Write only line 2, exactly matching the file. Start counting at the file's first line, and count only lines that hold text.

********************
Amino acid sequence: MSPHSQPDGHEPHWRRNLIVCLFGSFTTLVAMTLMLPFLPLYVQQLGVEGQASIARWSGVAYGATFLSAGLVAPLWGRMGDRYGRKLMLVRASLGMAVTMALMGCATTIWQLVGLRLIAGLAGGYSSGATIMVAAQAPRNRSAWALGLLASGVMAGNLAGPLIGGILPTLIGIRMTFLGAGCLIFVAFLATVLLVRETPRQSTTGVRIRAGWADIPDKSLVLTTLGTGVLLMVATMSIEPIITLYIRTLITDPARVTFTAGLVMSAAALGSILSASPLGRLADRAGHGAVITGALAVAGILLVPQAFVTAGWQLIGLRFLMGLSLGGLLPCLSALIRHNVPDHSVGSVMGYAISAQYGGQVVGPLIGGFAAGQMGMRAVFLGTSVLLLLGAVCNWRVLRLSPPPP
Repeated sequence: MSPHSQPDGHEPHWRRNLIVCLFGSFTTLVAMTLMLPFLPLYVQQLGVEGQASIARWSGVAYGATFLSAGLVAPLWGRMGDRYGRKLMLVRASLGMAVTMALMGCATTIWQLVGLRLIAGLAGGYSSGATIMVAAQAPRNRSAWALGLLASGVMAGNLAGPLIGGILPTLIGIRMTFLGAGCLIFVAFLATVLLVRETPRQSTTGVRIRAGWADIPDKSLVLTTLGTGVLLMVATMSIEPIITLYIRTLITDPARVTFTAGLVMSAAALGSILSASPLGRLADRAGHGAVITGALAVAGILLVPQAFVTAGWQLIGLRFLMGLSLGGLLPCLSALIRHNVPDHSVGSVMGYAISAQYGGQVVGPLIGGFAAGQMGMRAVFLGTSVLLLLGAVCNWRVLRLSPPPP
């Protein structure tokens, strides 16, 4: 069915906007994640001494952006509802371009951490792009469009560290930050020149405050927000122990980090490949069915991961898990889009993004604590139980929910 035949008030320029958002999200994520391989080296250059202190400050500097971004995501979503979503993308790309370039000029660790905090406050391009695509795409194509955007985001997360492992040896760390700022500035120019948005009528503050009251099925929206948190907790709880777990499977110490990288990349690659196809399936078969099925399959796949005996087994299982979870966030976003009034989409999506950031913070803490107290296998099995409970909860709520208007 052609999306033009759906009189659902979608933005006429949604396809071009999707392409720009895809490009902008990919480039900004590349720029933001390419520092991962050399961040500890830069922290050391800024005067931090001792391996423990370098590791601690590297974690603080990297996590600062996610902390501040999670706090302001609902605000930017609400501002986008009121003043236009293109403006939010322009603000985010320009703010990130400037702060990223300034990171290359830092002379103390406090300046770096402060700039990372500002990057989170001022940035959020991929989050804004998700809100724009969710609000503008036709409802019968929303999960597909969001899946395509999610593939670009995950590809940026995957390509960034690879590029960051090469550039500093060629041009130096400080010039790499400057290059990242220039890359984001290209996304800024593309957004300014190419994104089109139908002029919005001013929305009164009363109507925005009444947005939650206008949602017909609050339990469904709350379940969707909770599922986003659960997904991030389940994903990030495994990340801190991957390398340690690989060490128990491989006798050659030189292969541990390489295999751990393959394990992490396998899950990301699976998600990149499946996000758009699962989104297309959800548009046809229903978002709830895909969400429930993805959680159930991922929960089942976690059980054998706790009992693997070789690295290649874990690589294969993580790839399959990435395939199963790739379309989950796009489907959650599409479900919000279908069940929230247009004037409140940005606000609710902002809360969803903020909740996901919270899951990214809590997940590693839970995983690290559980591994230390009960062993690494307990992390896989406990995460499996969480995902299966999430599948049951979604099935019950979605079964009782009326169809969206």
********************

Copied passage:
Repeated sequence: MSPHSQPDGHEPHWRRNLIVCLFGSFTTLVAMTLMLPFLPLYVQQLGVEGQASIARWSGVAYGATFLSAGLVAPLWGRMGDRYGRKLMLVRASLGMAVTMALMGCATTIWQLVGLRLIAGLAGGYSSGATIMVAAQAPRNRSAWALGLLASGVMAGNLAGPLIGGILPTLIGIRMTFLGAGCLIFVAFLATVLLVRETPRQSTTGVRIRAGWADIPDKSLVLTTLGTGVLLMVATMSIEPIITLYIRTLITDPARVTFTAGLVMSAAALGSILSASPLGRLADRAGHGAVITGALAVAGILLVPQAFVTAGWQLIGLRFLMGLSLGGLLPCLSALIRHNVPDHSVGSVMGYAISAQYGGQVVGPLIGGFAAGQMGMRAVFLGTSVLLLLGAVCNWRVLRLSPPPP